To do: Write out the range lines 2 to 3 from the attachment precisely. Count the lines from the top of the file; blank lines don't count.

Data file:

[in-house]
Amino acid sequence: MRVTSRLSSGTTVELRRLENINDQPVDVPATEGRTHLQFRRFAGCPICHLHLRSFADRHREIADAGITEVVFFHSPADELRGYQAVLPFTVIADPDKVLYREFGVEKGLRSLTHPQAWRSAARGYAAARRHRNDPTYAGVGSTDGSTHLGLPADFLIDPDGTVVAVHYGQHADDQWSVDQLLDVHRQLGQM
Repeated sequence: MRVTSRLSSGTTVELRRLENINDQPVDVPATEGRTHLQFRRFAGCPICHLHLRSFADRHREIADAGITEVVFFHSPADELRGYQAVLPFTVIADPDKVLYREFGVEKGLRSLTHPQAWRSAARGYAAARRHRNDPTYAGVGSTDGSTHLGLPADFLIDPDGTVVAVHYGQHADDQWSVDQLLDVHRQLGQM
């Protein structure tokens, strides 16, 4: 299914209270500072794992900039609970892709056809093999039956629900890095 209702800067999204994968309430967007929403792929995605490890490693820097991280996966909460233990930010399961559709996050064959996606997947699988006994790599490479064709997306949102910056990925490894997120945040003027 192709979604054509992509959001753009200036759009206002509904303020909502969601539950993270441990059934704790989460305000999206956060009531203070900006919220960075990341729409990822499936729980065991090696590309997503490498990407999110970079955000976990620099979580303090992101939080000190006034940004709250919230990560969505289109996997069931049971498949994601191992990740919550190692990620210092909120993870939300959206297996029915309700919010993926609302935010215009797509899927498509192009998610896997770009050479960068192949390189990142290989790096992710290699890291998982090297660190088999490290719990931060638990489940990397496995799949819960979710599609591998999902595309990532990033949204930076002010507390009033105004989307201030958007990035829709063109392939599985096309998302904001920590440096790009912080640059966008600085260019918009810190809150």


Amino acid sequence: MRVTSRLSSGTTVELRRLENINDQPVDVPATEGRTHLQFRRFAGCPICHLHLRSFADRHREIADAGITEVVFFHSPADELRGYQAVLPFTVIADPDKVLYREFGVEKGLRSLTHPQAWRSAARGYAAARRHRNDPTYAGVGSTDGSTHLGLPADFLIDPDGTVVAVHYGQHADDQWSVDQLLDVHRQLGQM
Repeated sequence: MRVTSRLSSGTTVELRRLENINDQPVDVPATEGRTHLQFRRFAGCPICHLHLRSFADRHREIADAGITEVVFFHSPADELRGYQAVLPFTVIADPDKVLYREFGVEKGLRSLTHPQAWRSAARGYAAARRHRNDPTYAGVGSTDGSTHLGLPADFLIDPDGTVVAVHYGQHADDQWSVDQLLDVHRQLGQM